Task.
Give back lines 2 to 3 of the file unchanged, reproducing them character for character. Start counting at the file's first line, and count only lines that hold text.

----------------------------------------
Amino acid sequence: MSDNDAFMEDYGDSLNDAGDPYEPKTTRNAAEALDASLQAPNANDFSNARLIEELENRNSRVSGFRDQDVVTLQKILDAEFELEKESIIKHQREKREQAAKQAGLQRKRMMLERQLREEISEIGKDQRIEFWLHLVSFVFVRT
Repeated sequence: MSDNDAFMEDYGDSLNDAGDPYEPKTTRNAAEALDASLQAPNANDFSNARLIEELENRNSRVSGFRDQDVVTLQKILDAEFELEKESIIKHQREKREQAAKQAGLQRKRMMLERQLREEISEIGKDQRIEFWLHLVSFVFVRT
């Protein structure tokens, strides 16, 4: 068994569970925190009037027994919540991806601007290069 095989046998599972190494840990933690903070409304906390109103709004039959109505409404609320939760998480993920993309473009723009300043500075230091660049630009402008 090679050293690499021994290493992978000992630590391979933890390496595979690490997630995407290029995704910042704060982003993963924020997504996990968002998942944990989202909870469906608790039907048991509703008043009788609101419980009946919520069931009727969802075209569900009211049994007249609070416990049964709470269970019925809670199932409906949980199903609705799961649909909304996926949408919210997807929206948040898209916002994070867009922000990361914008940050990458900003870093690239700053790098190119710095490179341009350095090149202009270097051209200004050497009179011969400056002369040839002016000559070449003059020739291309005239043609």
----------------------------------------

Repeated sequence: MSDNDAFMEDYGDSLNDAGDPYEPKTTRNAAEALDASLQAPNANDFSNARLIEELENRNSRVSGFRDQDVVTLQKILDAEFELEKESIIKHQREKREQAAKQAGLQRKRMMLERQLREEISEIGKDQRIEFWLHLVSFVFVRT
């Protein structure tokens, strides 16, 4: 068994569970925190009037027994919540991806601007290069 095989046998599972190494840990933690903070409304906390109103709004039959109505409404609320939760998480993920993309473009723009300043500075230091660049630009402008 090679050293690499021994290493992978000992630590391979933890390496595979690490997630995407290029995704910042704060982003993963924020997504996990968002998942944990989202909870469906608790039907048991509703008043009788609101419980009946919520069931009727969802075209569900009211049994007249609070416990049964709470269970019925809670199932409906949980199903609705799961649909909304996926949408919210997807929206948040898209916002994070867009922000990361914008940050990458900003870093690239700053790098190119710095490179341009350095090149202009270097051209200004050497009179011969400056002369040839002016000559070449003059020739291309005239043609």